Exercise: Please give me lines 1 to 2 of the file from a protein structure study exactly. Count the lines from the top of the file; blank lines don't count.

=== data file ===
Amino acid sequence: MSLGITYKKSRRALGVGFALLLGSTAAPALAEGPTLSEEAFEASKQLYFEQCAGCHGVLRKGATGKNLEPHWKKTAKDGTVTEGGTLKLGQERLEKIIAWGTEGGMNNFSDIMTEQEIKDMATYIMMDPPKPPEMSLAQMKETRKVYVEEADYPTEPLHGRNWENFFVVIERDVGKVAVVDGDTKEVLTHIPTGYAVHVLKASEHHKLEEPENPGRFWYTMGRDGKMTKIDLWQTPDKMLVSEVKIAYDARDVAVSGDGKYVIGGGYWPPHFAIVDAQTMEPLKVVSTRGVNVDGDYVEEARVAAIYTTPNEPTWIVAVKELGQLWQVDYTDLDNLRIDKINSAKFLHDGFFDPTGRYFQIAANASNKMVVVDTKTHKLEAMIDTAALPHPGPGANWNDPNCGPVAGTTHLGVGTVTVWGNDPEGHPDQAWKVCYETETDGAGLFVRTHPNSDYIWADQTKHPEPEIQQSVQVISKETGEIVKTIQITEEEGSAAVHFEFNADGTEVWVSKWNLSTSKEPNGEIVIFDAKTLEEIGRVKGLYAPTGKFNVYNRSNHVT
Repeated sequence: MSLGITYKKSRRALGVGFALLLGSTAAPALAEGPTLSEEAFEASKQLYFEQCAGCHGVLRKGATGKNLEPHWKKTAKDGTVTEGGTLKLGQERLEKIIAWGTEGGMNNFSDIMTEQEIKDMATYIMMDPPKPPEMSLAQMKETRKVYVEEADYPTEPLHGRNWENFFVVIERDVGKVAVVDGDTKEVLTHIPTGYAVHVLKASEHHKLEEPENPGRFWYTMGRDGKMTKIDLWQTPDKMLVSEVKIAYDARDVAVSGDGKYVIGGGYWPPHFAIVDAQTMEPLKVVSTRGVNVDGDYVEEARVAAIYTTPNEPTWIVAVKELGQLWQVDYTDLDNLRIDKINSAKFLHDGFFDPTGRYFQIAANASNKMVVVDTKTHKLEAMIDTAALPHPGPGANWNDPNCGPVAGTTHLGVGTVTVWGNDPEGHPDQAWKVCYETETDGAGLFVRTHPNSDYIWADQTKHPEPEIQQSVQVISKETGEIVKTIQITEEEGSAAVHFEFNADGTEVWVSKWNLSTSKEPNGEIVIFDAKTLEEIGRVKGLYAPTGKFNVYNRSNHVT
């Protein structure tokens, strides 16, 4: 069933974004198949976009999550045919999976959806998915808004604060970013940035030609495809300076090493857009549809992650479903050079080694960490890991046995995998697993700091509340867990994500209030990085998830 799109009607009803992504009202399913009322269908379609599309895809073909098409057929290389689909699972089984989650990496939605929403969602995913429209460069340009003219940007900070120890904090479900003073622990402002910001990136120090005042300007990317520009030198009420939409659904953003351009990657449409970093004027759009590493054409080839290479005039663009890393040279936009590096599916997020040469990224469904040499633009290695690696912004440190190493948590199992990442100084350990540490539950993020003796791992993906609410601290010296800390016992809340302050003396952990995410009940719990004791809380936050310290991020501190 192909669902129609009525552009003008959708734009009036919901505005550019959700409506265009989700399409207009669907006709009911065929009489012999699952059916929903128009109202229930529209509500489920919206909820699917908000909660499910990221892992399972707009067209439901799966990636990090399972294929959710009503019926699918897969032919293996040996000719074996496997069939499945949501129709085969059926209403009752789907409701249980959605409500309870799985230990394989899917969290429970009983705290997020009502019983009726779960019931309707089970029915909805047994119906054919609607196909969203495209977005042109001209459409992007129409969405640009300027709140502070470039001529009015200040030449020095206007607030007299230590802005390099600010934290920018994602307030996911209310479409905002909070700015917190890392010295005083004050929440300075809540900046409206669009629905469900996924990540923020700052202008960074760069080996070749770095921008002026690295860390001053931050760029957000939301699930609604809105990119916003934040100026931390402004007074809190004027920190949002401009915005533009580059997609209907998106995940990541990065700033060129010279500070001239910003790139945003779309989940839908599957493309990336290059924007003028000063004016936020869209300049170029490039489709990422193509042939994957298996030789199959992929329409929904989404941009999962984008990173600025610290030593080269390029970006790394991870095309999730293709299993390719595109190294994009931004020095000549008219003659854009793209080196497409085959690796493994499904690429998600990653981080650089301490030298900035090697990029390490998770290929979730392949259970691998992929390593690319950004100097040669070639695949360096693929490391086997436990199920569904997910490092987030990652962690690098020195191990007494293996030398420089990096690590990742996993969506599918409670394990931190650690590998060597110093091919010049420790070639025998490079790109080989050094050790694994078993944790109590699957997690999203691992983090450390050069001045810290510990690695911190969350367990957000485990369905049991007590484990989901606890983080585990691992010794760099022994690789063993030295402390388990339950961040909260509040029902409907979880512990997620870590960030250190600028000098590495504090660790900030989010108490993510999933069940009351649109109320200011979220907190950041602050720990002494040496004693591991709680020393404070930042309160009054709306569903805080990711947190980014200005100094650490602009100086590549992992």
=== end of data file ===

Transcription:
Amino acid sequence: MSLGITYKKSRRALGVGFALLLGSTAAPALAEGPTLSEEAFEASKQLYFEQCAGCHGVLRKGATGKNLEPHWKKTAKDGTVTEGGTLKLGQERLEKIIAWGTEGGMNNFSDIMTEQEIKDMATYIMMDPPKPPEMSLAQMKETRKVYVEEADYPTEPLHGRNWENFFVVIERDVGKVAVVDGDTKEVLTHIPTGYAVHVLKASEHHKLEEPENPGRFWYTMGRDGKMTKIDLWQTPDKMLVSEVKIAYDARDVAVSGDGKYVIGGGYWPPHFAIVDAQTMEPLKVVSTRGVNVDGDYVEEARVAAIYTTPNEPTWIVAVKELGQLWQVDYTDLDNLRIDKINSAKFLHDGFFDPTGRYFQIAANASNKMVVVDTKTHKLEAMIDTAALPHPGPGANWNDPNCGPVAGTTHLGVGTVTVWGNDPEGHPDQAWKVCYETETDGAGLFVRTHPNSDYIWADQTKHPEPEIQQSVQVISKETGEIVKTIQITEEEGSAAVHFEFNADGTEVWVSKWNLSTSKEPNGEIVIFDAKTLEEIGRVKGLYAPTGKFNVYNRSNHVT
Repeated sequence: MSLGITYKKSRRALGVGFALLLGSTAAPALAEGPTLSEEAFEASKQLYFEQCAGCHGVLRKGATGKNLEPHWKKTAKDGTVTEGGTLKLGQERLEKIIAWGTEGGMNNFSDIMTEQEIKDMATYIMMDPPKPPEMSLAQMKETRKVYVEEADYPTEPLHGRNWENFFVVIERDVGKVAVVDGDTKEVLTHIPTGYAVHVLKASEHHKLEEPENPGRFWYTMGRDGKMTKIDLWQTPDKMLVSEVKIAYDARDVAVSGDGKYVIGGGYWPPHFAIVDAQTMEPLKVVSTRGVNVDGDYVEEARVAAIYTTPNEPTWIVAVKELGQLWQVDYTDLDNLRIDKINSAKFLHDGFFDPTGRYFQIAANASNKMVVVDTKTHKLEAMIDTAALPHPGPGANWNDPNCGPVAGTTHLGVGTVTVWGNDPEGHPDQAWKVCYETETDGAGLFVRTHPNSDYIWADQTKHPEPEIQQSVQVISKETGEIVKTIQITEEEGSAAVHFEFNADGTEVWVSKWNLSTSKEPNGEIVIFDAKTLEEIGRVKGLYAPTGKFNVYNRSNHVT